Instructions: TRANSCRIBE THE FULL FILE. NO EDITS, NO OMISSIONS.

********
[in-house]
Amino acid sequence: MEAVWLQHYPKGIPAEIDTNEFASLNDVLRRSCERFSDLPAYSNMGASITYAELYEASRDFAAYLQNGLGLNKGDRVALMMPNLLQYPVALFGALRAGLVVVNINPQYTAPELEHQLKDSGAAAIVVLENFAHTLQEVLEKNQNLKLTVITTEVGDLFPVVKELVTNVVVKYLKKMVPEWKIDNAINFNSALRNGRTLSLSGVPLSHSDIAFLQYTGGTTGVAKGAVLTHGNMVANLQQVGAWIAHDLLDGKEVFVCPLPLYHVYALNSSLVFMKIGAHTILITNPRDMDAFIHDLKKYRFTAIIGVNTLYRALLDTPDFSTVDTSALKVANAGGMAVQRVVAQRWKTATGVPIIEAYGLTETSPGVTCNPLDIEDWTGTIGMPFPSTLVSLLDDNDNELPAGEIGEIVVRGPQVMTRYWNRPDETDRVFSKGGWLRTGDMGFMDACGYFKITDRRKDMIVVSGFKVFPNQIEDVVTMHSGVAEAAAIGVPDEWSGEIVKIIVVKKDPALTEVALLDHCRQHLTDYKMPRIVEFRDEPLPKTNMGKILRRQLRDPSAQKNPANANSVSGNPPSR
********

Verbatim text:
[in-house]
Amino acid sequence: MEAVWLQHYPKGIPAEIDTNEFASLNDVLRRSCERFSDLPAYSNMGASITYAELYEASRDFAAYLQNGLGLNKGDRVALMMPNLLQYPVALFGALRAGLVVVNINPQYTAPELEHQLKDSGAAAIVVLENFAHTLQEVLEKNQNLKLTVITTEVGDLFPVVKELVTNVVVKYLKKMVPEWKIDNAINFNSALRNGRTLSLSGVPLSHSDIAFLQYTGGTTGVAKGAVLTHGNMVANLQQVGAWIAHDLLDGKEVFVCPLPLYHVYALNSSLVFMKIGAHTILITNPRDMDAFIHDLKKYRFTAIIGVNTLYRALLDTPDFSTVDTSALKVANAGGMAVQRVVAQRWKTATGVPIIEAYGLTETSPGVTCNPLDIEDWTGTIGMPFPSTLVSLLDDNDNELPAGEIGEIVVRGPQVMTRYWNRPDETDRVFSKGGWLRTGDMGFMDACGYFKITDRRKDMIVVSGFKVFPNQIEDVVTMHSGVAEAAAIGVPDEWSGEIVKIIVVKKDPALTEVALLDHCRQHLTDYKMPRIVEFRDEPLPKTNMGKILRRQLRDPSAQKNPANANSVSGNPPSR